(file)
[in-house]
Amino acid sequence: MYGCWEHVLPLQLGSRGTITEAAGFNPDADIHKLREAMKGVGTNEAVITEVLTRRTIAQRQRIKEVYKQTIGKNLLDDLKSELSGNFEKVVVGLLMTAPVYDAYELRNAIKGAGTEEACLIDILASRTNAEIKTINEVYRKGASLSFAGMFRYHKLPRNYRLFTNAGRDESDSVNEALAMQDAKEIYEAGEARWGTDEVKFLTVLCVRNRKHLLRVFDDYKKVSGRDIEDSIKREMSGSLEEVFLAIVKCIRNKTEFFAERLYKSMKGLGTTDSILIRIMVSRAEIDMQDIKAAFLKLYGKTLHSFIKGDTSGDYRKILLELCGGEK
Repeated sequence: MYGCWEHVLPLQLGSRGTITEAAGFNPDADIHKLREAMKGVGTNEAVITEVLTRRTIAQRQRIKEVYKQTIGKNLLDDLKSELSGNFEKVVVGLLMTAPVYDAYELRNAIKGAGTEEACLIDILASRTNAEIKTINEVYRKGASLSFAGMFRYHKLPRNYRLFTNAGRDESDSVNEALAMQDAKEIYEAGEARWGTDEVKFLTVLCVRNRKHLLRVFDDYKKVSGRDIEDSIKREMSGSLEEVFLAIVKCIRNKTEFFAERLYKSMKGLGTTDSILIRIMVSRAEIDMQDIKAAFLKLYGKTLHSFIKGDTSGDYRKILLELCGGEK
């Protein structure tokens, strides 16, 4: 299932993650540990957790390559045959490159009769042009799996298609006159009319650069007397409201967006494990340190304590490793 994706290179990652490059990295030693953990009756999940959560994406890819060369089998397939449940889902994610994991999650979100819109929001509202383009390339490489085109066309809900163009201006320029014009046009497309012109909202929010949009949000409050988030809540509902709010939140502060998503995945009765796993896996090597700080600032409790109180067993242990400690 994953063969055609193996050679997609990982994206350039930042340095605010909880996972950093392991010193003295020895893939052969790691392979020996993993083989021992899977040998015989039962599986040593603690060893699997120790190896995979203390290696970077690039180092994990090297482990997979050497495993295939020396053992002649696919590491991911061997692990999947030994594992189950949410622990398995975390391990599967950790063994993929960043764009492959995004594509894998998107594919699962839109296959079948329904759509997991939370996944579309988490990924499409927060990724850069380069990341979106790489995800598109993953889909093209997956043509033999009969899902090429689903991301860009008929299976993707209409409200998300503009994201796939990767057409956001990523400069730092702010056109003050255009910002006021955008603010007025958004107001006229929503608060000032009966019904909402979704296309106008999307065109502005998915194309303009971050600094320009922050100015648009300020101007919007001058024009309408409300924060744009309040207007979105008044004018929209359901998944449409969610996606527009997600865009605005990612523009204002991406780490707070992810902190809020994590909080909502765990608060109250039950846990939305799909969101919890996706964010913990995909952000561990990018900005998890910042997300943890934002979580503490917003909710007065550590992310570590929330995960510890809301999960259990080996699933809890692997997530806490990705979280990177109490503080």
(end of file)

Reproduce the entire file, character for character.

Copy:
[in-house]
Amino acid sequence: MYGCWEHVLPLQLGSRGTITEAAGFNPDADIHKLREAMKGVGTNEAVITEVLTRRTIAQRQRIKEVYKQTIGKNLLDDLKSELSGNFEKVVVGLLMTAPVYDAYELRNAIKGAGTEEACLIDILASRTNAEIKTINEVYRKGASLSFAGMFRYHKLPRNYRLFTNAGRDESDSVNEALAMQDAKEIYEAGEARWGTDEVKFLTVLCVRNRKHLLRVFDDYKKVSGRDIEDSIKREMSGSLEEVFLAIVKCIRNKTEFFAERLYKSMKGLGTTDSILIRIMVSRAEIDMQDIKAAFLKLYGKTLHSFIKGDTSGDYRKILLELCGGEK
Repeated sequence: MYGCWEHVLPLQLGSRGTITEAAGFNPDADIHKLREAMKGVGTNEAVITEVLTRRTIAQRQRIKEVYKQTIGKNLLDDLKSELSGNFEKVVVGLLMTAPVYDAYELRNAIKGAGTEEACLIDILASRTNAEIKTINEVYRKGASLSFAGMFRYHKLPRNYRLFTNAGRDESDSVNEALAMQDAKEIYEAGEARWGTDEVKFLTVLCVRNRKHLLRVFDDYKKVSGRDIEDSIKREMSGSLEEVFLAIVKCIRNKTEFFAERLYKSMKGLGTTDSILIRIMVSRAEIDMQDIKAAFLKLYGKTLHSFIKGDTSGDYRKILLELCGGEK
């Protein structure tokens, strides 16, 4: 299932993650540990957790390559045959490159009769042009799996298609006159009319650069007397409201967006494990340190304590490793 994706290179990652490059990295030693953990009756999940959560994406890819060369089998397939449940889902994610994991999650979100819109929001509202383009390339490489085109066309809900163009201006320029014009046009497309012109909202929010949009949000409050988030809540509902709010939140502060998503995945009765796993896996090597700080600032409790109180067993242990400690 994953063969055609193996050679997609990982994206350039930042340095605010909880996972950093392991010193003295020895893939052969790691392979020996993993083989021992899977040998015989039962599986040593603690060893699997120790190896995979203390290696970077690039180092994990090297482990997979050497495993295939020396053992002649696919590491991911061997692990999947030994594992189950949410622990398995975390391990599967950790063994993929960043764009492959995004594509894998998107594919699962839109296959079948329904759509997991939370996944579309988490990924499409927060990724850069380069990341979106790489995800598109993953889909093209997956043509033999009969899902090429689903991301860009008929299976993707209409409200998300503009994201796939990767057409956001990523400069730092702010056109003050255009910002006021955008603010007025958004107001006229929503608060000032009966019904909402979704296309106008999307065109502005998915194309303009971050600094320009922050100015648009300020101007919007001058024009309408409300924060744009309040207007979105008044004018929209359901998944449409969610996606527009997600865009605005990612523009204002991406780490707070992810902190809020994590909080909502765990608060109250039950846990939305799909969101919890996706964010913990995909952000561990990018900005998890910042997300943890934002979580503490917003909710007065550590992310570590929330995960510890809301999960259990080996699933809890692997997530806490990705979280990177109490503080």